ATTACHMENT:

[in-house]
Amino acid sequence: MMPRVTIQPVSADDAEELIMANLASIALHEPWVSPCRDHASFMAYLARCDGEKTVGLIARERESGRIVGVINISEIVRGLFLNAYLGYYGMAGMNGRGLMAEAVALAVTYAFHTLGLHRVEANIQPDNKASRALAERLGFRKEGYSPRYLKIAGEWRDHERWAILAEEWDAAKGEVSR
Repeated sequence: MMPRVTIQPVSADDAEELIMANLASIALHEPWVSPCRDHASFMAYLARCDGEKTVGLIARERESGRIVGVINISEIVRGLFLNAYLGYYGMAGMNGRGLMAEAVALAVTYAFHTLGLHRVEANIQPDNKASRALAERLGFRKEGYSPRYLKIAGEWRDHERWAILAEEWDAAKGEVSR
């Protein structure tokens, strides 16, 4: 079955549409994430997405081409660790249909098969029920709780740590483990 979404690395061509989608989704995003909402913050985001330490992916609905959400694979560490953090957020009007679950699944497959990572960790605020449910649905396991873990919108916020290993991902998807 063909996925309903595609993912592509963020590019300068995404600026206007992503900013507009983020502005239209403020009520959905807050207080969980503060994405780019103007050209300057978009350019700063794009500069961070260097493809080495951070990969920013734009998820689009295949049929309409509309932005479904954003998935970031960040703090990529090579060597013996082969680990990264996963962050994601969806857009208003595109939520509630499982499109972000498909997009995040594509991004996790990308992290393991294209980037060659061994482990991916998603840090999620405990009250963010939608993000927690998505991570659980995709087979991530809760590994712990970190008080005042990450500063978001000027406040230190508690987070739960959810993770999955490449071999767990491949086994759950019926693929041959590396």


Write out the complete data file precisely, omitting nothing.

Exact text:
[in-house]
Amino acid sequence: MMPRVTIQPVSADDAEELIMANLASIALHEPWVSPCRDHASFMAYLARCDGEKTVGLIARERESGRIVGVINISEIVRGLFLNAYLGYYGMAGMNGRGLMAEAVALAVTYAFHTLGLHRVEANIQPDNKASRALAERLGFRKEGYSPRYLKIAGEWRDHERWAILAEEWDAAKGEVSR
Repeated sequence: MMPRVTIQPVSADDAEELIMANLASIALHEPWVSPCRDHASFMAYLARCDGEKTVGLIARERESGRIVGVINISEIVRGLFLNAYLGYYGMAGMNGRGLMAEAVALAVTYAFHTLGLHRVEANIQPDNKASRALAERLGFRKEGYSPRYLKIAGEWRDHERWAILAEEWDAAKGEVSR
């Protein structure tokens, strides 16, 4: 079955549409994430997405081409660790249909098969029920709780740590483990 979404690395061509989608989704995003909402913050985001330490992916609905959400694979560490953090957020009007679950699944497959990572960790605020449910649905396991873990919108916020290993991902998807 063909996925309903595609993912592509963020590019300068995404600026206007992503900013507009983020502005239209403020009520959905807050207080969980503060994405780019103007050209300057978009350019700063794009500069961070260097493809080495951070990969920013734009998820689009295949049929309409509309932005479904954003998935970031960040703090990529090579060597013996082969680990990264996963962050994601969806857009208003595109939520509630499982499109972000498909997009995040594509991004996790990308992290393991294209980037060659061994482990991916998603840090999620405990009250963010939608993000927690998505991570659980995709087979991530809760590994712990970190008080005042990450500063978001000027406040230190508690987070739960959810993770999955490449071999767990491949086994759950019926693929041959590396």